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World on brink of fourth wave of coronavirus

A year after the frightening beginning of the coronavirus pandemic, the world stands on the brink of a fourth wave of infection as nations race to vaccinate their populations and stave off a new surge in hospitalizations and deaths.

Total reported cases rose across the globe in the last week of February after six weeks of decline, driven in part by new, more virulent variants that transmit between people at startlingly higher rates than the initial strains out of Wuhan, China, and northern Italy.

“This is disappointing, but not surprising,” World Health Organization Director-General Tedros Adhanom Ghebreyesus told reporters last week. “This is a global crisis that requires a consistent and coordinated global response.”

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The United States recorded about 66,000 new cases a day over the last week, according to the Centers for Disease Control and Prevention (CDC), down 73 percent from the apex reached in early January and similar to levels of transmission from October. But the precipitous decline of late January and early February has plateaued in recent days, raising fears that a new wave is just around the corner.

“We could not have made a more wonderful environment for this virus to take off than we have right now,” said Michael Osterholm, director of the Center for Infectious Disease Research and Policy at the University of Minnesota. “We are not driving this tiger, we’re riding it. And the first time we may be able to drive it is with widespread use of the vaccine, and we’re not there yet.”

A total of 107 million doses of the three vaccines approved by the Food and Drug Administration have been shipped to states across the nation, according to CDC data. About 53 million people have received at least one dose, 16 percent of the population, while 27 million have received two doses. The first doses of the one-shot vaccine developed by Johnson & Johnson were administered last week.

Globally, 115 million coronavirus cases have been confirmed, a quarter — 28.7 million — in the United States. The 518,000 Americans who have died represents about 20 percent of the global death toll. The latest data from the CDC shows 41,000 are still hospitalized.

CDC forecasts show the number of weekly deaths dropping through the rest of March and into April, though the number of deaths will continue at a horrible cost of thousands of lives.

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Some models show an increase in cases just around the corner. One model maintained by the PolicyLab at the Children’s Hospital of Philadelphia shows reproduction rates — the measure of how many people are infected by someone who has the virus — rising in three quarters of the counties surveyed. States in the Northeast, Mid-Atlantic and Midwest showed higher transmission rates last week.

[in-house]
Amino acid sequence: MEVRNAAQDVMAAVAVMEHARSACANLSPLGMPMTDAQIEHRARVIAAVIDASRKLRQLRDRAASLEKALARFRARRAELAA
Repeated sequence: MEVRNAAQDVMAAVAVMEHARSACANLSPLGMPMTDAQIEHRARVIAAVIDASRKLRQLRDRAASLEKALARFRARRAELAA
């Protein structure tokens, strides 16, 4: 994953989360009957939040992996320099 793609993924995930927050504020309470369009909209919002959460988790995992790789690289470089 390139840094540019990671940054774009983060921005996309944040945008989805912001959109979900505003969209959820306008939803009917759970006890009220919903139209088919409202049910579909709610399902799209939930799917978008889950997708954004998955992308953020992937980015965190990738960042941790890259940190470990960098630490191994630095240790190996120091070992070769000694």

Several states have loosened restrictions on businesses and gatherings imposed over the summer, even though infections continue at higher levels today than when those mandates were initially put in place.

“You’re seeing a lot of states loosening mask restrictions at a point where they’re having more cases per day than they had over the summer when they put the mask restrictions in place,” said Rich Besser, a former CDC director who now runs the Robert Wood Johnson Foundation. “That just doesn’t make sense.”

The governors of Texas and Mississippi have removed mask mandates, and most states have lifted capacity rules for indoor establishments like bars and restaurants. Public health experts cautioned against racing to reopen at a faster pace than the science suggests is safe.

“If we’re a little bit too capricious in this in between phase, we can really lengthen this [pandemic] out,” said David Rubin, who runs PolicyLab. “A lot of people very close to the finish line before they’re offered vaccinations can be infected.”

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Rubin said the coming spring months are likely to aid the battle against the coronavirus as more people spend more time outdoors. Early warm weather in Southern states may be partly responsible for lower transmission in February, he said.

But the barriers to a return to normal remain in the form of vaccine hesitancy, as millions voice skepticism over shots that have shown no serious medical consequences. 

“If we continue to see this large group of people who are not getting vaccinated, that’s going to have a big impact on sustainability of transmission in the US, even with the vaccine here. We’ve done little to dent that,” Osterholm said. 

Variants that now account for an increasing share of cases in the United States are a growing cause of concern. Scientists are especially concerned about the B.1.1.7 variant, responsible for a winter outbreak in the United Kingdom, and the B.1.357 variant, first identified in South Africa and now prevalent in several of its neighbors.

As more Americans receive their vaccines, communities are looking ahead to a promising spring and summer. But while the light is on at the end of the tunnel, experts warned there is still plenty of tunnel to traverse.

“This in-between time, our collective response with communities and how we go about the next couple months is such a critical moment,” Rubin said. “Everything we do now has an impact on what might happen three months from now.”